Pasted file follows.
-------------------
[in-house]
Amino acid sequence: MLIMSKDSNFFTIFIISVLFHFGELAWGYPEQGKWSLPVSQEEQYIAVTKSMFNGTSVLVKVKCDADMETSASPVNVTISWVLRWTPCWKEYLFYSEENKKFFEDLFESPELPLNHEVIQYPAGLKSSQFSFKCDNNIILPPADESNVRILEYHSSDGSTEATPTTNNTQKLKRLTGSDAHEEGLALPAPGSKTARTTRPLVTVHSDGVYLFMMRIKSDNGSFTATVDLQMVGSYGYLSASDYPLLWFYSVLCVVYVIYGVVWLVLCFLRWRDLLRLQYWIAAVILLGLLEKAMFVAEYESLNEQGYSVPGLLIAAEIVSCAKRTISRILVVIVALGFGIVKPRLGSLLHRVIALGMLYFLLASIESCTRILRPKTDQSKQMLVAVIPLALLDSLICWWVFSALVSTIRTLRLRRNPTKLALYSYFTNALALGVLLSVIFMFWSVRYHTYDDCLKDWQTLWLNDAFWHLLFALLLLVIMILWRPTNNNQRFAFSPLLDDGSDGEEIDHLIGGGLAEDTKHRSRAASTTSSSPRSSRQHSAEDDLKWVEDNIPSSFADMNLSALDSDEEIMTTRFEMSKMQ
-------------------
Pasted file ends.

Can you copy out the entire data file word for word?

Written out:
[in-house]
Amino acid sequence: MLIMSKDSNFFTIFIISVLFHFGELAWGYPEQGKWSLPVSQEEQYIAVTKSMFNGTSVLVKVKCDADMETSASPVNVTISWVLRWTPCWKEYLFYSEENKKFFEDLFESPELPLNHEVIQYPAGLKSSQFSFKCDNNIILPPADESNVRILEYHSSDGSTEATPTTNNTQKLKRLTGSDAHEEGLALPAPGSKTARTTRPLVTVHSDGVYLFMMRIKSDNGSFTATVDLQMVGSYGYLSASDYPLLWFYSVLCVVYVIYGVVWLVLCFLRWRDLLRLQYWIAAVILLGLLEKAMFVAEYESLNEQGYSVPGLLIAAEIVSCAKRTISRILVVIVALGFGIVKPRLGSLLHRVIALGMLYFLLASIESCTRILRPKTDQSKQMLVAVIPLALLDSLICWWVFSALVSTIRTLRLRRNPTKLALYSYFTNALALGVLLSVIFMFWSVRYHTYDDCLKDWQTLWLNDAFWHLLFALLLLVIMILWRPTNNNQRFAFSPLLDDGSDGEEIDHLIGGGLAEDTKHRSRAASTTSSSPRSSRQHSAEDDLKWVEDNIPSSFADMNLSALDSDEEIMTTRFEMSKMQ